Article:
Ain’t about the cha-ching, cha-ching
Ain’t about the ba-bling, ba-bling
So true Jessie J. Bling is so terribly tacky in my opinion. I’m sure in your pop star world it would be very easy to get carried away and spend a silly amount of your wages on a chunky gold necklace to accessorise your leotard. However, in my slightly less glamorous life it sometimes is all about the money – especially when the gas bill needs paying.
Whilst avoiding designer coffee is one way to make the pennies stretch further, I’m a firm believer that it’s not all about spending less – sometimes it’s about making more and this is how I do that…
1. Working my little bottom off at work – you’re not going to get a pay rise or bonus if you sit there looking at the ASOS website during working hours you know (unless you work at ASOS, or in fashion – in which case go for it!) (Earnings: Approx £1250 per year pre tax)
2. Get a cashback credit card – not something to be entered into lightly. You’ll need to be able to pay your bill in full to really reap the rewards and you’ll have to shop around to find the right card for you, but if you’re cool with credit it can be a nice little earner (Earnings: Approx £60 per year)
3. Use Cashback sites – I’m a big Quidco fan. If you’re going to buy something anyway, see if you can get cashback through a cashback site. Chances are you might bag yourself a discount code too. (Earnings: Approx £15 per year)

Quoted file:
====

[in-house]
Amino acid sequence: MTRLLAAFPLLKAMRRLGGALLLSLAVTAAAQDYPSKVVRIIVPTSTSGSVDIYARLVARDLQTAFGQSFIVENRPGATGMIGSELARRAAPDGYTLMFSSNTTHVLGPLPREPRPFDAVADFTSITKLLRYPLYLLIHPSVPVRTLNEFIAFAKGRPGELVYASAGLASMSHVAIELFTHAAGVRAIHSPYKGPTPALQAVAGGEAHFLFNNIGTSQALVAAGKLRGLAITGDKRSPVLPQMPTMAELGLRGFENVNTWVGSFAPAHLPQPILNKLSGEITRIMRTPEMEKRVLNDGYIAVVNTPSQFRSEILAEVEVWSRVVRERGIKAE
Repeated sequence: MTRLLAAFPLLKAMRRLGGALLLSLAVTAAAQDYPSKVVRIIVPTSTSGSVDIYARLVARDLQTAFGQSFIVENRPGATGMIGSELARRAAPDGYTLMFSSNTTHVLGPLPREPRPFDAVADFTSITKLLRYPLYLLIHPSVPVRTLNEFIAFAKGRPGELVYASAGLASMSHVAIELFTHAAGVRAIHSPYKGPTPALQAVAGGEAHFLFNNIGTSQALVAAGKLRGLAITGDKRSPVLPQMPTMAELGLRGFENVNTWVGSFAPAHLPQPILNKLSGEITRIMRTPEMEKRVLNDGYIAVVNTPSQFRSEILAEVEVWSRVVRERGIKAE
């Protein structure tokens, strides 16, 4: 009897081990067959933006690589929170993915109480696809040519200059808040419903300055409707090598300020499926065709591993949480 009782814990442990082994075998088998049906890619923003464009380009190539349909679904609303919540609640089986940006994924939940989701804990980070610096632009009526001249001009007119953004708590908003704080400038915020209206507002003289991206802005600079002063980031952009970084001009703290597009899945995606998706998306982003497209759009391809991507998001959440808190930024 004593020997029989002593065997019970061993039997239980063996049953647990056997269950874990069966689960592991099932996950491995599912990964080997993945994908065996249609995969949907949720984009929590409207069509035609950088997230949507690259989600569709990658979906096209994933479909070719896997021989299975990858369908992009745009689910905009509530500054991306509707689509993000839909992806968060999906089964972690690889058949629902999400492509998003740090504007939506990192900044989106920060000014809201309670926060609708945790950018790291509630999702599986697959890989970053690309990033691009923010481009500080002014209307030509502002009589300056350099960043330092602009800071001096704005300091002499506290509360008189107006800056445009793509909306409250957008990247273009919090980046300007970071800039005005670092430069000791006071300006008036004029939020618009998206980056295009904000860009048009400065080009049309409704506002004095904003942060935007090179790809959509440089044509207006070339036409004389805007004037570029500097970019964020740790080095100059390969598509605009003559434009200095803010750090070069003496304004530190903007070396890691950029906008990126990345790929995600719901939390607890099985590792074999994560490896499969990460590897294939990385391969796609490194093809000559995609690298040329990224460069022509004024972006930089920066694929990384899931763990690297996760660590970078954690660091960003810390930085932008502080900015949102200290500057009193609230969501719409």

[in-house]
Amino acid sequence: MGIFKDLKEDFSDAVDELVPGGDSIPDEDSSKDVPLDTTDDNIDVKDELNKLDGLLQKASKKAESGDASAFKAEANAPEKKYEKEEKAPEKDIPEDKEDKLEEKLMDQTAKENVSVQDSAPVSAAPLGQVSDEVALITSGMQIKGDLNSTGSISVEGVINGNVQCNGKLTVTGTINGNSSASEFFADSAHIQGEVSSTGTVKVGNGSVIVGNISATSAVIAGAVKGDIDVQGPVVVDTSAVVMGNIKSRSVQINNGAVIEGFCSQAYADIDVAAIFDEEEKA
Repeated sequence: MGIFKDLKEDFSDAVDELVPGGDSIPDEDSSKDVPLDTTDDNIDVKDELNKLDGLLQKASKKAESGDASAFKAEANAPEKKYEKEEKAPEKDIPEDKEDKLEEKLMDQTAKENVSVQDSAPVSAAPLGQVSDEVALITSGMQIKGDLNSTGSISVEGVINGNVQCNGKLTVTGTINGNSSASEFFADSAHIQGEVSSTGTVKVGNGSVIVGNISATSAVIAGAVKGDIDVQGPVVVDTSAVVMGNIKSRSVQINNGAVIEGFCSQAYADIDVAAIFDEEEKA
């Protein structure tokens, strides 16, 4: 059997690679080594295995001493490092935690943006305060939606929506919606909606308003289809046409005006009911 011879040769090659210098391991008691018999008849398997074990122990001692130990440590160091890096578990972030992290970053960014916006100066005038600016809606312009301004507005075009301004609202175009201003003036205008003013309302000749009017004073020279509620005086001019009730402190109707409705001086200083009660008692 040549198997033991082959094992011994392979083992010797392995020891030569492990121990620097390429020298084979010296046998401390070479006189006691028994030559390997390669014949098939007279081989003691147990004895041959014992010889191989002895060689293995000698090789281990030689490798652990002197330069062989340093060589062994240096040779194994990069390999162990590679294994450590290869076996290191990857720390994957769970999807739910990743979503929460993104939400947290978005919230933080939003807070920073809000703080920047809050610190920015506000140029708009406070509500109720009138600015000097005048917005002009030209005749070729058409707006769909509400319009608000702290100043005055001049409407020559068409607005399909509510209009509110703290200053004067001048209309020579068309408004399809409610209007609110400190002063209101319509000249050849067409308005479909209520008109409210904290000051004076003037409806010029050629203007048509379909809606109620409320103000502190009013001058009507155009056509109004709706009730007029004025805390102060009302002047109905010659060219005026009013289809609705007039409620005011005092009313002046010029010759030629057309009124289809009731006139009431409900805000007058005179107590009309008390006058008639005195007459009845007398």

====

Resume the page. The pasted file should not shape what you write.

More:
3. Do online surveys – this isn’t going to be a get rich quick scheme by any means. But I earn vouchers by taking part in online surveys for Ipsos Mori. (Earnings: Approx £30 per year)
4. Use your reward cards – remember to hand over your Boots/Nectar/Insert name of other popular reward card when you shop. The points I earn in Boots come in very useful when I need to buy an emergency lunch the week before pay day! (Earnings: Approx £30 per year)
5. Sell stuff – This could be flogging your unwanted Christmas gifts through Ebay, taking part in a car boot sale, flogging your old books on Green Metropolis – whatever works for you (Earnings: Approx £25 per year)
6. Make sure your bank is making it worthwhile – whether this is through an attractive interest rate, or a free reward package make sure your money is working for you (Earnings: Approx £60 per year)
I’ve based the earnings on what I’ve seen of my own endeavours over the past 12 months. All of these suggestions should be throughly researched first to check they’re right for you. And if you are in serious debt, seek professional help.
What are your top tips for making money?